GOP leadership offers phony cuts and real abuse of power

Today, the House considered legislation providing a one-year delay in a scheduled reduction in Medicare payments for physicians. This is the latest in delays in the reductions Congress has passed ever since 1997 when Congress changed the formula for Medicare reimbursements. The reductions, passed in 1997, were scheduled to go into effect in the early 2000s, but when it came time for the cuts to actually go into effect, Congress buckled under pressure from physicians, and began delaying the reductions.

The most controversial part of these "doc fixes" is the "offset," that is the spending reductions accompanying the delay in physicians reimbursements. The major offset of today's bill was to move the scheduled "sequester" cuts in Medicare up one year--from 2025 to 2024. That is right, the Congress's offset delaying a scheduled reduction in Medicare spending by assuming that a future Congress will not only abide by its promise to cut Medicare spending, but will allow the cut to go into effect one year in advance. This should be called the "Wimpy theory of budgeting," after the Popeye character who infamously promised to pay you Tuesday if you bought him a hamburger today.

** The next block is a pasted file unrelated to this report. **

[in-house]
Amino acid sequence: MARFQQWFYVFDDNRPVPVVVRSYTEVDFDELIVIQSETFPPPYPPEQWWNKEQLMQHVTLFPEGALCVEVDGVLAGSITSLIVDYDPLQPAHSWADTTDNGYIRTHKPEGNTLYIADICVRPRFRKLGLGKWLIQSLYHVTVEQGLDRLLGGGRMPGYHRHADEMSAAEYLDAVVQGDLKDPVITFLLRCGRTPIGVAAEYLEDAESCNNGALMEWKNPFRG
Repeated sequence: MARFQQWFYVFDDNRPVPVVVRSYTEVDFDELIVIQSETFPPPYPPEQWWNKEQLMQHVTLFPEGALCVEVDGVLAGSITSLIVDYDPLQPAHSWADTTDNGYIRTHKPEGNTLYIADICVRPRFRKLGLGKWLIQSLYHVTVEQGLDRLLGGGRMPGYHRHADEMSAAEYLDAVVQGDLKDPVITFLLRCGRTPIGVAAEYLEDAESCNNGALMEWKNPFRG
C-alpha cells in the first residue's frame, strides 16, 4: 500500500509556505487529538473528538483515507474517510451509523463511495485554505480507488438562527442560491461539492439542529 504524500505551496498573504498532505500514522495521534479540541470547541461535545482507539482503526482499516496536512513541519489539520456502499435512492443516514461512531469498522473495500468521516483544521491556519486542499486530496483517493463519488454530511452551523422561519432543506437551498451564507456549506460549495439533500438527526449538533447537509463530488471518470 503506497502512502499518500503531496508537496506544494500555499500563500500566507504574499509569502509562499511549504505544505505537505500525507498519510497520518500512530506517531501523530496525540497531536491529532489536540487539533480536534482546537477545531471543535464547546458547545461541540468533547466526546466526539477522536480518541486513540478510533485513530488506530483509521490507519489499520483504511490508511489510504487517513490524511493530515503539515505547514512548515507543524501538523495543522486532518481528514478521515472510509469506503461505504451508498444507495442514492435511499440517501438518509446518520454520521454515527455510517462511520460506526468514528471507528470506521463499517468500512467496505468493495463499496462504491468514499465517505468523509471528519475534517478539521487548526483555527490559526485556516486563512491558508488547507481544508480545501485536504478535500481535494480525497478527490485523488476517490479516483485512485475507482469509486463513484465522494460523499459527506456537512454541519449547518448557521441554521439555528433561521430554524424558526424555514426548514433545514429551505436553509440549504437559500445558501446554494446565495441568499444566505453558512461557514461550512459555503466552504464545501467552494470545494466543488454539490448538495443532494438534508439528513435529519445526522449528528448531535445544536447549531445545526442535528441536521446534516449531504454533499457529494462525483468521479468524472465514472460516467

The phony offset caused enough conservative Republicans to object to the bill that House GOP leadership would have had to pass it with Democratic support, thus once again violating the "majority of the majority" rule. However, since a majority of Democrats also objected to the bill, the GOP leadership did not have the votes to pass the bill.

So did they withdraw the bill to add real offsets? No, even though there was a pending motion to hold a roll-call vote on the bill, the House Leadership rushed the bill through on a voice vote over the audible objections of some of the few members on the floor.

Interesting, the member in the chair at the time is Arkansas Representative Steve Womack, the lead House champion of the National Internet Tax Mandate.

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